In the last few days Opposition Labor Leader Bill Shorten has proposed a radical transformation of dividend imputation. Putting aside his mistaken belief that his voters are “Aussie Battlers”- when in fact they are hard-working small business owners and contractors, many of whom receive franked dividends from their business endeavors... Show More
Digital disruption is hitting the retail sector harder than most. But not all retailers have been affected to the same extent. Recent research by Citi sheds light on the winners and losers this latest reporting season. Show More
Recent experience excepted, corrections are typically more frequent and regular than many would prefer, so investing should not occur without acceptance of this. That said, it’s important to prepare, first by making the right investments, and secondly by adopting the right temperament. Show More
Only time will tell if a bull or bear market awaits investors in 2018. There’s plenty of ammunition for both scenarios. I think it will pay investors to look closely at the boundaries marked by the bull and bear cases, and treat them like the flags between which they must... Show More
Montgomery Global’s investment team is launching a new Exchange Traded Managed Fund that will be quoted on the ASX next month. Montgomery Global Equities Fund (ASX: MOGL) will share the investment strategy of the successful Montgomery Global Fund, which delivered an after fees return of 30.38% since inception, beating its... Show More
Right now, investors are facing two options: invest in the market’s momentum, while acknowledging that low returns are likely; or step aside, given the risk of low returns and higher volatility. Of late, we’ve chosen the latter option, as we are convinced it is the rational approach. But many investors... Show More
Hi Patrick, its an estimate supplied by UBS.
It is true that the best businesses are those that have a competitive advantage and the most valuable competitive advantage is the ability to charge a higher price and cause people to still cross the road to buy that product. Consumer brands are often used as examples of this and A2 milk has achieved the ability selling what is basically milk. The question has always been about the price of the stock and the barriers to entry. If you believe that the company can continue to grow in the future, as fast as it has in the past, then the price might in fact be cheap. If however you believe that normal market and competitive forces will produce more modest earnings growth than the price is implying, the stock is expensive. By definition (we don’t own the stock), we believe the latter.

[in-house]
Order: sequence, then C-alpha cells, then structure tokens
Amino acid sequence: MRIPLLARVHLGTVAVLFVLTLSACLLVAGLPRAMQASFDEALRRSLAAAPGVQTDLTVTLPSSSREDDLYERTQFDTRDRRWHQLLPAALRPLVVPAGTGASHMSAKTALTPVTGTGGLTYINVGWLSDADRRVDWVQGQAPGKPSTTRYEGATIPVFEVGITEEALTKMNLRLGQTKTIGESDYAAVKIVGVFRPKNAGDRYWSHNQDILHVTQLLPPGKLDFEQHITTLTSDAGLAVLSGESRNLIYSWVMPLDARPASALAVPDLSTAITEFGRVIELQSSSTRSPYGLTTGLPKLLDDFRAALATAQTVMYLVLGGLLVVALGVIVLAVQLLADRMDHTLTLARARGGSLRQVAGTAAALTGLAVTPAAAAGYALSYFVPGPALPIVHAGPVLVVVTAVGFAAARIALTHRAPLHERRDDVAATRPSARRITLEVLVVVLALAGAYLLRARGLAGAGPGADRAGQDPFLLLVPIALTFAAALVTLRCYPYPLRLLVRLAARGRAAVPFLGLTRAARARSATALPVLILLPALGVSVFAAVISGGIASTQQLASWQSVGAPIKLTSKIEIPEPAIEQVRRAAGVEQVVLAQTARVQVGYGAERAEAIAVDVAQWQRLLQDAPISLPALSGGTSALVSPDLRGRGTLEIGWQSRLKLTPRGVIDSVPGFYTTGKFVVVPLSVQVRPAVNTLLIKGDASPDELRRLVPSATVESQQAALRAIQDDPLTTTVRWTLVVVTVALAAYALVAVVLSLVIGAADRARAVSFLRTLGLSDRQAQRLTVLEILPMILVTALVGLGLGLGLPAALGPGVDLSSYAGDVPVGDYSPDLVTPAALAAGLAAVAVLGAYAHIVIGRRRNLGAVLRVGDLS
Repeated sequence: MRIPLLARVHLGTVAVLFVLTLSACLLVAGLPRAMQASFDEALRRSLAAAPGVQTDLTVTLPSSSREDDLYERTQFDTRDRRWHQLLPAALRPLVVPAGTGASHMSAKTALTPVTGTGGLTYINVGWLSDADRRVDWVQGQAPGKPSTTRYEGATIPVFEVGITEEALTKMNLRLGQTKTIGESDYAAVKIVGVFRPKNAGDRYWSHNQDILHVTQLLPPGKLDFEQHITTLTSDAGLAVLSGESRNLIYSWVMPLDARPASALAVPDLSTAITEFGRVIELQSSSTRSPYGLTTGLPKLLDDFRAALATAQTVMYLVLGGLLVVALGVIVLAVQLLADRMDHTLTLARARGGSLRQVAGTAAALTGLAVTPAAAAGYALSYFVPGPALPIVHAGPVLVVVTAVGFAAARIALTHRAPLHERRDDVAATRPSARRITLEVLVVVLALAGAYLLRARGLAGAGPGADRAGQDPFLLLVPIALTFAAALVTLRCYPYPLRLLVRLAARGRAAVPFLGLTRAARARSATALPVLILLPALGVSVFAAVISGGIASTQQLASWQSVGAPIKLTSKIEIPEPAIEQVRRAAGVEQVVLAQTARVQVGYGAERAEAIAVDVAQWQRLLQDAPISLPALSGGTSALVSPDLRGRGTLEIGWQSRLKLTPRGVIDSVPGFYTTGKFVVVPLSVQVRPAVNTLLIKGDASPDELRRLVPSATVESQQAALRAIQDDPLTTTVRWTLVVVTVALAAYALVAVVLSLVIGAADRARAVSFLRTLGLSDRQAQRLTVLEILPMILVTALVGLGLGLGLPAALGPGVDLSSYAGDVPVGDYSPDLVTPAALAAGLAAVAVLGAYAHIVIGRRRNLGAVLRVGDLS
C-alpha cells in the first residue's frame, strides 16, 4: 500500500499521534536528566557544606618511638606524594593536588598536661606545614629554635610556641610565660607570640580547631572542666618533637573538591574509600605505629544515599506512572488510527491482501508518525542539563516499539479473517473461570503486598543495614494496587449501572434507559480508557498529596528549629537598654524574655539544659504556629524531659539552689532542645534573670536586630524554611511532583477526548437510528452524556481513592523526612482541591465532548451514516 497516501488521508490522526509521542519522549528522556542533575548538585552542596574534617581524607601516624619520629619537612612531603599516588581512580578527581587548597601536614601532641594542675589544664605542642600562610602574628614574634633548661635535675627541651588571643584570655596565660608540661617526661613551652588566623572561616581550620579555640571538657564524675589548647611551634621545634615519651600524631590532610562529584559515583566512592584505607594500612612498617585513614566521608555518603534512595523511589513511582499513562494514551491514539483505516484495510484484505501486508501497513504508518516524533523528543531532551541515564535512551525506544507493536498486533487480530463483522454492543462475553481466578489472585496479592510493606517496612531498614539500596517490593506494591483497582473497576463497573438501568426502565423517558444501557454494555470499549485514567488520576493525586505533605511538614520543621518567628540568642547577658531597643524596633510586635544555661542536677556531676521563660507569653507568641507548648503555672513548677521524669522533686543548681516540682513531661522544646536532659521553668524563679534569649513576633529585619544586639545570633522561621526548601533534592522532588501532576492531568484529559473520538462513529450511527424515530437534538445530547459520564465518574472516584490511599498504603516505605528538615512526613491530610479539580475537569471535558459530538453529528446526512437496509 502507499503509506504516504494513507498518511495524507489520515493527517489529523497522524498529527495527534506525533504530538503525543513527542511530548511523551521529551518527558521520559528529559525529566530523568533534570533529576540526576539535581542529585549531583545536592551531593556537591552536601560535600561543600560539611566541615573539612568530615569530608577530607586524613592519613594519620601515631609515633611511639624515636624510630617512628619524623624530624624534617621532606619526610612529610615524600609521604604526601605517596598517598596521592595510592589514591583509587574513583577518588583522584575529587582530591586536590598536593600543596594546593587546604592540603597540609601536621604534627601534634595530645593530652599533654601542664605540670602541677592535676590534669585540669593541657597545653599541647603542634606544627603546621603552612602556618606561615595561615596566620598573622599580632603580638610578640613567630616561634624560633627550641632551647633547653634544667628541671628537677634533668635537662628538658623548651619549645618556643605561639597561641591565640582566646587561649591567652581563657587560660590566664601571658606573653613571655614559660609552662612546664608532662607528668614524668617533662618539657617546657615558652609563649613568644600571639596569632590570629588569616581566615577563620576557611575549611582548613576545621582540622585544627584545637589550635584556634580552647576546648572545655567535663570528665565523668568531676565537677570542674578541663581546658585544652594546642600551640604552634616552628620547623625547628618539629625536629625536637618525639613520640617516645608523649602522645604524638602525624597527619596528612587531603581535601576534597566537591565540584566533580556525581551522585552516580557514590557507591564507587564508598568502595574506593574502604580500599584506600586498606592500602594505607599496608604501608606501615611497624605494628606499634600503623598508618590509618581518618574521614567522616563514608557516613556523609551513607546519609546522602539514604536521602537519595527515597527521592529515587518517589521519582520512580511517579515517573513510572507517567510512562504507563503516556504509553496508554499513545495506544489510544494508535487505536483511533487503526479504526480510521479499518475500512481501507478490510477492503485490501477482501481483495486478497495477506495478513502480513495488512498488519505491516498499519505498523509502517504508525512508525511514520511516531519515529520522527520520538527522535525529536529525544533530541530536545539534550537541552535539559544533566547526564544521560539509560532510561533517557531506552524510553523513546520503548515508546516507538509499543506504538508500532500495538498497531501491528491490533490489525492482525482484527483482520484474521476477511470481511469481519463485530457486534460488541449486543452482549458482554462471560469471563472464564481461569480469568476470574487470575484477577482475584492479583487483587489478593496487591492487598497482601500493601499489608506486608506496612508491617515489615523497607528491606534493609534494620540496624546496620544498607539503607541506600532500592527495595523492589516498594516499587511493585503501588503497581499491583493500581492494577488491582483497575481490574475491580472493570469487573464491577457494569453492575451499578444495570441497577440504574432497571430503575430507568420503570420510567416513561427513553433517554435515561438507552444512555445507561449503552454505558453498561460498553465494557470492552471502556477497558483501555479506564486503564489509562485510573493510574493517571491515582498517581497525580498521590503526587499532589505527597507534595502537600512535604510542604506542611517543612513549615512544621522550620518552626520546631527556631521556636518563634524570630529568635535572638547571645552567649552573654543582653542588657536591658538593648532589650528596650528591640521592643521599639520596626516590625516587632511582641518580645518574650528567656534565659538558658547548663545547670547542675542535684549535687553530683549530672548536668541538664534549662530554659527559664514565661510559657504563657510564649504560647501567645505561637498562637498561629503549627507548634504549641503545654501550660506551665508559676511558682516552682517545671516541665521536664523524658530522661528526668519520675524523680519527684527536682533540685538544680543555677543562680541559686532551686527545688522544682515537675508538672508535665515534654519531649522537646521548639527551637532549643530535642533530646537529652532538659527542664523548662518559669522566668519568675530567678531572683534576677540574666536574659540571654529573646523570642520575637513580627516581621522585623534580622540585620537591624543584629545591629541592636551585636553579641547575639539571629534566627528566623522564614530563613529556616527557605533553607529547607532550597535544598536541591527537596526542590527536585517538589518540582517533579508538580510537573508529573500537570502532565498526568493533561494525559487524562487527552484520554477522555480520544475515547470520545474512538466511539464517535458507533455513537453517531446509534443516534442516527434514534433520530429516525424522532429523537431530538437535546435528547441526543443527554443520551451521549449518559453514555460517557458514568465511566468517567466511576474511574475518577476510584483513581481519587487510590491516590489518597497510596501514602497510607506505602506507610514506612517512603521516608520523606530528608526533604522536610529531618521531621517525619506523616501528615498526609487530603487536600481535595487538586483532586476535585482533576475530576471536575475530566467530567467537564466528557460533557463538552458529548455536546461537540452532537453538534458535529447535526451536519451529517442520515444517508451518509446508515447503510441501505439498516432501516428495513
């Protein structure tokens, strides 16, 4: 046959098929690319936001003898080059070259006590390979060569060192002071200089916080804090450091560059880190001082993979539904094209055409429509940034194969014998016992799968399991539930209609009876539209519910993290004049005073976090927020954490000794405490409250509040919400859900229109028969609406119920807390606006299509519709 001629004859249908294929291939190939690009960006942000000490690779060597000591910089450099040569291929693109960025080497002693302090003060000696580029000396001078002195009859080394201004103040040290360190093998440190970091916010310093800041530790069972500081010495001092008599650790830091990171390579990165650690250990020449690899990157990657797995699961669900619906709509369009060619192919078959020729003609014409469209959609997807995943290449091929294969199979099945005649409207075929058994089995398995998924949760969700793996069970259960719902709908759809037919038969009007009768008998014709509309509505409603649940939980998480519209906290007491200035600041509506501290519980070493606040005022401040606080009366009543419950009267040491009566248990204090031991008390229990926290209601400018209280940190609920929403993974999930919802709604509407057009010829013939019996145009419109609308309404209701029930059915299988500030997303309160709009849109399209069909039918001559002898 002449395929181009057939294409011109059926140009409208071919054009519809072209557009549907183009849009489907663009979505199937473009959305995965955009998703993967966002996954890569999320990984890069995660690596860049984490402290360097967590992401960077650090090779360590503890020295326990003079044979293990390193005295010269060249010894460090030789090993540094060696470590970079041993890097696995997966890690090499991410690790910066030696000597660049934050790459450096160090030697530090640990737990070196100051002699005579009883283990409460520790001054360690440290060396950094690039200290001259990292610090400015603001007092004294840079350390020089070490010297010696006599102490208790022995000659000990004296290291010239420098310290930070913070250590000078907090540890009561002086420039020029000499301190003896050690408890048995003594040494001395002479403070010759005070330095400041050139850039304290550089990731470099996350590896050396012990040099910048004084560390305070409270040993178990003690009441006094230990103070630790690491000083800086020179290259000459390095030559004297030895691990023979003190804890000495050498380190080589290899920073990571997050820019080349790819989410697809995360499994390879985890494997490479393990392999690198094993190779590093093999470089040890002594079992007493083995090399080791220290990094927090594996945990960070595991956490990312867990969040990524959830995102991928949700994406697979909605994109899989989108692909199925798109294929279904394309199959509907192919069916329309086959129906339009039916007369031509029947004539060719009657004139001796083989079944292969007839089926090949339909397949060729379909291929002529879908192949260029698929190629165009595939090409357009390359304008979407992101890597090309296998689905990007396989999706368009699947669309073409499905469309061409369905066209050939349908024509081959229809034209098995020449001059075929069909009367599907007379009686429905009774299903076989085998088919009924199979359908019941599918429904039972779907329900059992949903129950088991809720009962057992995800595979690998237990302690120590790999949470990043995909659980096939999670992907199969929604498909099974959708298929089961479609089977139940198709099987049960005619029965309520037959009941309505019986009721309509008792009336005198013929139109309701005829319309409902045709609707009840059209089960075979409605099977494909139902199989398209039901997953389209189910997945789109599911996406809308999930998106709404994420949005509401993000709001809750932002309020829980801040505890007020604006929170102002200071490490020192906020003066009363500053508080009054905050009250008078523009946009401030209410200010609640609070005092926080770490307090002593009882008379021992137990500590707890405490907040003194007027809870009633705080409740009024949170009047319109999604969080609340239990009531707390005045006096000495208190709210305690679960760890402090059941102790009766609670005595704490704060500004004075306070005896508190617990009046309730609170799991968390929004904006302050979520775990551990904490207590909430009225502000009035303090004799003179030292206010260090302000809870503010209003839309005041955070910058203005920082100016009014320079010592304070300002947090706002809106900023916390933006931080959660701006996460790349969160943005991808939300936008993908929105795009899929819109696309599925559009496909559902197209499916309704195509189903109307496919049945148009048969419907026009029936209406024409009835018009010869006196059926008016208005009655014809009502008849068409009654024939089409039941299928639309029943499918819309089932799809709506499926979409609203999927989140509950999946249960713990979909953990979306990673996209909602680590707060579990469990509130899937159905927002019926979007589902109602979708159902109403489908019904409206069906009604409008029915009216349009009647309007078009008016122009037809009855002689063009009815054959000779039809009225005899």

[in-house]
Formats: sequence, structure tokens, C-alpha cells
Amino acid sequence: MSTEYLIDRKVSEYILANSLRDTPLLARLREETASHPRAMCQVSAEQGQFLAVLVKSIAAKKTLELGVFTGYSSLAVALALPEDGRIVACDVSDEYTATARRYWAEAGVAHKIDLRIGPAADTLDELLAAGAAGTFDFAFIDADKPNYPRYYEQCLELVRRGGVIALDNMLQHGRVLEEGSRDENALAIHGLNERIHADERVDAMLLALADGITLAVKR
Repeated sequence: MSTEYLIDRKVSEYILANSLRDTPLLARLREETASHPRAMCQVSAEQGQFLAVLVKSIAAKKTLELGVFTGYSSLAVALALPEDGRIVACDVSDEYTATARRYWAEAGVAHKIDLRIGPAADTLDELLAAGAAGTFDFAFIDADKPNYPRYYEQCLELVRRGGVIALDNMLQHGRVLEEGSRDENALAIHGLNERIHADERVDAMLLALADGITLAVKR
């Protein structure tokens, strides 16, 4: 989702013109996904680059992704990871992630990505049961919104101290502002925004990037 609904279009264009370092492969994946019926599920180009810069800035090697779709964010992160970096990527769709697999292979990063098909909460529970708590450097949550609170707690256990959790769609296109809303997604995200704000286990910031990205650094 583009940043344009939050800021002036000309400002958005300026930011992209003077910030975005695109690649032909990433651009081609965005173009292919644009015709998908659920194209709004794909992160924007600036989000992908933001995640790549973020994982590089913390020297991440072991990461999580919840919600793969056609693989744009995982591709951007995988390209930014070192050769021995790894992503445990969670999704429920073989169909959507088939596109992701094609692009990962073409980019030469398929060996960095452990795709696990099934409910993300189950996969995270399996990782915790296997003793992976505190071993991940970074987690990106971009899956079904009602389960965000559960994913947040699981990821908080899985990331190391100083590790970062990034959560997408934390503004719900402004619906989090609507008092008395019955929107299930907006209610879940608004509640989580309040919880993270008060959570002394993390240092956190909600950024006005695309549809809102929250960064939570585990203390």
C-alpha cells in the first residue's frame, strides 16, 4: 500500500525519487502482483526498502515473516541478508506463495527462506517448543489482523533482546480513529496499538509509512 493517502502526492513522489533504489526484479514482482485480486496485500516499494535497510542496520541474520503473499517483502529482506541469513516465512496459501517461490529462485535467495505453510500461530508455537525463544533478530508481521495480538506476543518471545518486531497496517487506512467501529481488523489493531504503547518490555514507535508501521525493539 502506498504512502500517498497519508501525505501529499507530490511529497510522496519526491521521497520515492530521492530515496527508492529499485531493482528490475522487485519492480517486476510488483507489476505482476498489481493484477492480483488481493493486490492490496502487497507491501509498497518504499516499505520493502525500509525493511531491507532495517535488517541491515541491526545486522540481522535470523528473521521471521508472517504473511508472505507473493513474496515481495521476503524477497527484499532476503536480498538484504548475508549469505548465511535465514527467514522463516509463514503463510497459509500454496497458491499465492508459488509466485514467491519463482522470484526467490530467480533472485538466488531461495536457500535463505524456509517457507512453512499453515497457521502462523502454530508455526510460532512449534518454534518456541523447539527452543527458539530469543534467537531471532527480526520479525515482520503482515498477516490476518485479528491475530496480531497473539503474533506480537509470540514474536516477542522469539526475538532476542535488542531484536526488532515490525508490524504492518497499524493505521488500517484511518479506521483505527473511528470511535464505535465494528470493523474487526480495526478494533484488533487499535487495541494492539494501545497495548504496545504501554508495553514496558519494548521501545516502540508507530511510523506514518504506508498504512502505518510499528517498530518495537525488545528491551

Thank you for sharing your view. Different views are precisely what makes a market, and indeed, we could be wrong. You are quite right when you point out that if your scenario transpires, the P/E would not be 40 times. Thank you again for providing the counter view.
Hi Rick $100 invested in the bond divided by 2.4 = 42
Thanks for listening K A.
Hi Carlo, you make a very good point. I too have been seeing flyers most weeks at a lower price. Price wars aren't great either (for the customer yes!)
Hi Glenn, we wrote our thoughts on our site about VTG. Even though the weighting of VTG in our funds was relatively minor, we are nevertheless enormously disappointed.